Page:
Digital Signal

A signal that changes in regular steps. The signal level at each step is represented by a number.

See also Image Capture Board (Frame Grabber), Analog Signal, Digital Signal Processing (DSP)

Digital Signal Processing (DSP)

Found often in high-end industrial cameras, it involves analog-to-digital conversion of all or part of a standard video signal to enhance/change the resulting signal recovered upon digital-to-analog conversion. Enhancements usually pertain to RGB balancing for more accurate color reproduction.

See also Analog Signal, Digital Signal

DIN (Deutsche Industrie Norm)

An industry standard for the design of microscope objectives and eyepieces. DIN standard microscopes have a 160mm tube length.

Diopter

Unit of optical measurement of a lens that equals the inverse of the focal length of the lens in meters.

Directional Illumination

Point source illumination from single or multiple sources.

See also Diffuse Illumination, Ring Light Guide, Axial Illumination, Glancing Illumination, Darkfield Illumination

Dispersion

A measure of how much the index of refraction of a material changes with respect to wavelength. It also determines the separation of wavelengths known as chromatic aberration. Quantitatively, dispersion is inversely given by the Abbe number.

See also Index of Refraction (n), Abbe-Number, Littrow Dispersion Prism, Chromatic Focal Shift, Angle of Incidence , Angle of Reflection, Equilateral (Dispersing) Prism

Distortion

Nonlinear geometrical aberration in which magnification changes with field height (i.e. no distortion at center), defined at maximum field. If imaging a square grid, positive distortion gives a pincushion effect while negative distortion yields a barrel effect.

See also Aberration, Magnification

Divergence

A term that describes the degree to which a light source expands as the distance from the laser increases. Divergence is generally specified as a full angle and can be used to predict spot sizes at a given distance through tangent calculation. Beam divergence can be reduced for long distance uses by expanding the diameter of the beam.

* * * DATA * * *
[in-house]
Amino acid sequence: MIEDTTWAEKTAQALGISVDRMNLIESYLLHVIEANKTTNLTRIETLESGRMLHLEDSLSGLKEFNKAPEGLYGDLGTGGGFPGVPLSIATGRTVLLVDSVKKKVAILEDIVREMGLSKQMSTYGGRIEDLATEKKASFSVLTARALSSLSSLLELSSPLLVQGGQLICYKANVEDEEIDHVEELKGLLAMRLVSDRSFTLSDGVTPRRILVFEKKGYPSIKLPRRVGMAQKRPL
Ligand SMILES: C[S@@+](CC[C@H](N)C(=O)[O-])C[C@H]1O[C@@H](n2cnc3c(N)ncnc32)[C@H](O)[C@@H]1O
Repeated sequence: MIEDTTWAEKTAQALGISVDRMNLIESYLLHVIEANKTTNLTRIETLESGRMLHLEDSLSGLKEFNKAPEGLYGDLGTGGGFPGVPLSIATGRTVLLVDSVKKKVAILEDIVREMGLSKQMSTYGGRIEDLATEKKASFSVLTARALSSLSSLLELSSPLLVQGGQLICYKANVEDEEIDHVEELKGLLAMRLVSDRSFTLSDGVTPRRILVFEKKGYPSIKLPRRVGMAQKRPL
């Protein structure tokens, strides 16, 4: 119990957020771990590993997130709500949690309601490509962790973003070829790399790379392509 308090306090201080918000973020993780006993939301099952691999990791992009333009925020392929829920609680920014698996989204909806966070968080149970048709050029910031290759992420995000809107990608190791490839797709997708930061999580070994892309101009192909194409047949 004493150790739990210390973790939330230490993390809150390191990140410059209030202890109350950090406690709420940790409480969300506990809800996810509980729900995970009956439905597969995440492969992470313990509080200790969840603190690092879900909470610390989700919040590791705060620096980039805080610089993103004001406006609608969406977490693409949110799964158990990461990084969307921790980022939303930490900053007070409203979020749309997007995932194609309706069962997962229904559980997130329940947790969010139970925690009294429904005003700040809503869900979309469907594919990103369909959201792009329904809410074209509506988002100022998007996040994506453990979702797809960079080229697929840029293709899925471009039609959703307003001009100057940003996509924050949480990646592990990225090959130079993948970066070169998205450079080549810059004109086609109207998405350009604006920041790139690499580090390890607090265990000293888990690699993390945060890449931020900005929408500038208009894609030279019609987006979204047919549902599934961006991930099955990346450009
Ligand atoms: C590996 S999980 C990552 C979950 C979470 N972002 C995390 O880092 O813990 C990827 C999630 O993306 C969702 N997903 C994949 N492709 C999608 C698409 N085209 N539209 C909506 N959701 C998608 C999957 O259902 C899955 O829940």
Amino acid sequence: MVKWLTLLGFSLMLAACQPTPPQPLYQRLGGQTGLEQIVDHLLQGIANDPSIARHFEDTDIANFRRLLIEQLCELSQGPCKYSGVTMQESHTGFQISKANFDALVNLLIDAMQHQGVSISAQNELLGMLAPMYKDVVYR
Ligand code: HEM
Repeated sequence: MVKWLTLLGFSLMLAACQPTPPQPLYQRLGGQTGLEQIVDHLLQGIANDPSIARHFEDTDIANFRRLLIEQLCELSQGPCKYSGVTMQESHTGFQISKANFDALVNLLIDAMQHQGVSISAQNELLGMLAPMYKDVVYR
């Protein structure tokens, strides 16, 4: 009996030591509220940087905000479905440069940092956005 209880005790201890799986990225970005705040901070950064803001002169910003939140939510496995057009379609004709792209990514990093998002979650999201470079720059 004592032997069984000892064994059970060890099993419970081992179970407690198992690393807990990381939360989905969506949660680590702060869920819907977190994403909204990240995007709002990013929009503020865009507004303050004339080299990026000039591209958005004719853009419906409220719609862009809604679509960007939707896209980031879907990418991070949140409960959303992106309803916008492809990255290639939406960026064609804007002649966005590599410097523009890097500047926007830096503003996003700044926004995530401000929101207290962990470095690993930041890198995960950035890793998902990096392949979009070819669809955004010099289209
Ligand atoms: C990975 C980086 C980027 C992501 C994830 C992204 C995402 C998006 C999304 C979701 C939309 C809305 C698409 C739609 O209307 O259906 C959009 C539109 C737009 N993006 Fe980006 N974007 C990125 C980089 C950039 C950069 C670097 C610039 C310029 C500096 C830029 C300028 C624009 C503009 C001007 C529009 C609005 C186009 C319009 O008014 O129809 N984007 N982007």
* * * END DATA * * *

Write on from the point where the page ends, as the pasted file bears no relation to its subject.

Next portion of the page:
See also Beam Divergence, Fan Angle

Double Gauss Design

An imaging lens design that employs low f/# imaging lenses that provide superior overall correction and produce less distortion than standard fixed focal length lenses. However, this design can be subject to residual oblique spherical aberration. Two Gauss lenses, each comprised of a negative doublet and a positive singlet, are situated symmetrically in the design. Double Gauss lenses are commonly used in machine vision applications.

See also Singlet Lens, Doublet Lens, Aperture (f/#), Spherical Aberration

Double-Concave (DCV) Lens

A type of singlet lens with two inward, equally curved surfaces and a negative focal length. Optimized for infinite/ infinite conjugates and ideal for image reduction and to spread light.

See also Singlet Lens, Plano-Concave (PCV) Lens, Infinite/Infinite Conjugate

Double-Convex (DCX) Lens

A type of singlet lens with two outward, equally curved surfaces and a positive focal length. Optimized for finite/ finite conjugate imaging and ideal for electronic imaging, relay systems and image projection.

See also Singlet Lens, Finite/Finite Conjugate, Plano-Convex (PCX) Lens

Doubler Tube

Also known as a doubler, an imaging lens adapter that consists of a negative focal length achromatic lens that doubles the magnification for a specified working distance by giving half the field of view.

See also Magnification, Working Distance (WD), Field of View (FOV), Achromatic Lens

Doublet Lens

A lens with two optical components such as an achromatic lens.

See also Double Gauss Design, Achromatic Lens

Dove Prism

A type of prism that inverts an image by rotating it by twice the prism rotation angle. It is available in two versions: uncoated and coated. An uncoated dove prism is used for image rotation. A coated dove prism retroreflects an image.

See also Retroreflector

Drive Ratio

In motorized stages, the ratio of motor revolutions per leadscrew revolution.

Dynamic Range

The difference between the lowest detectable light level and the highest detectable light level. Physically, this is determined by the saturation capacity of each pixel, the dark current or dark noise, the ADC circuits, and gain settings.